Monday, January 23, 2012

Not so "Amazing FIt"

Sorry not a great photo - using my new tripod but it doesn't make you look better!
This is one of the Simplicity Amazing Fit patterns. I am too tired to look for can't find the number but it has a nice cross over bodice but I made a 10 and went to a 12 in the waist and a 14 in the skirt but it all seems too big. I will take at least 4-6 cm off the sides of the skirt and look to see if I can take the front in.  I am pretty short at 156 cm and a bit chunky at the moment but I seem to always make stuff too big ... this is despite checking the measurements. I am very short from the shoulders to the waist but with a D bust and this makes fitting a nightmare. When I did pattern making at Tafe I made my own sloper but alas that was 18 kg ago!
This pattern has the various cup sizes but I think the D is way too big for me.  The back is a little high and could have at least 6 cm taken out... I think I should make the back a size 8 with the front a 10 and see how I go. Also after adjusting the princess seams at the front the armhole was 'out' so instead of making new armhole facings I just put some pink bias on.   I like the style but will make more adjustments to get a better fit.

The fabric was from that designer sale - a lovely heavy stretch cotton sateen.

I have a skirt cut out and two tops but until I finish painting my bedroom I don't want to distract myself with sewing.  My son goes back to school next Monday after his operation (school started today) and then I will be able to get some sewing in.

My sewing plans for my long uni break have been interrupted by my Mum going to hospital twice, my son once and then the obligatory appointments plus some car repairs, Christmas and taking my Dad to the Dr too. Life gets in the way of plans!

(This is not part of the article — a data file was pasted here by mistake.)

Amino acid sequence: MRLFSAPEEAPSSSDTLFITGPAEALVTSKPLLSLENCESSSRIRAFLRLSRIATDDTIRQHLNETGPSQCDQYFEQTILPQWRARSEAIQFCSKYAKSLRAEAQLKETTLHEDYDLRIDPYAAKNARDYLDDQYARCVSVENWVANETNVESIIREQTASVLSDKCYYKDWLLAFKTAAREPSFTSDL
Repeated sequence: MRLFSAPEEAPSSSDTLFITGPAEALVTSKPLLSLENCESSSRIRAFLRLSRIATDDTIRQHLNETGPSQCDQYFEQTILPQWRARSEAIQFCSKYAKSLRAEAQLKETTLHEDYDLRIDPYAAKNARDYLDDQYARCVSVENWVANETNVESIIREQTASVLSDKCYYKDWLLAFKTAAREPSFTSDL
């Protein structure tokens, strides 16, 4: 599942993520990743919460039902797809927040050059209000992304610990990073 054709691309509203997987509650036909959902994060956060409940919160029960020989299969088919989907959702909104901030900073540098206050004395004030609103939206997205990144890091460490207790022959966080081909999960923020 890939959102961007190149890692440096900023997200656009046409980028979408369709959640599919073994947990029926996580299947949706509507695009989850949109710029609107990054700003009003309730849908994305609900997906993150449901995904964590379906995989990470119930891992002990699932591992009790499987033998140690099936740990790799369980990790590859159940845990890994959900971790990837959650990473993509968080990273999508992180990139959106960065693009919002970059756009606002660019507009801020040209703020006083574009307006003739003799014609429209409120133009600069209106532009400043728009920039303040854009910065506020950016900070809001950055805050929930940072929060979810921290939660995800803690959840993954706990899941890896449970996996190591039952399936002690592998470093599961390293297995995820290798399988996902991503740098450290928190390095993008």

Sunday, January 22, 2012

Freecycle Piano

I mentioned I am a member of Freecycle locale Brisbane. This is their mission statement:

"Our mission is to build a worldwide gifting movement that reduces waste, saves precious resources & eases the burden on our landfills while enabling our members to benefit from the strength of a larger community."

Freecycle is active all around the world and basically you "offer" or "want" something and put it on the local site.  All members get email updates daily of stuff wanted and on offer.  Then you make arrangements for collection/drop off  via email through your local Freecycle email address.

I needed a piano for my son who has been learning piano for two years and practicing on an electric Casio keyboard. These don't actually have the complete set of keys so he was running out and that limited his learning.  His keyboard was doing strange things and we were getting desperate. (He had his tonsils and adenoids out last week so he hasn't played it yet but was overwhelmed at how wonderful it is)

Anyway, with not much hope I put up a wanted: piano with good guts (insides!) as I didn't want to have to pay to move and tune a piano I couldn't afford to restore. Well I had offers of not one, but two pianos.  The first one is the one I accepted as the insides were done about 10 years ago but it was never played after this.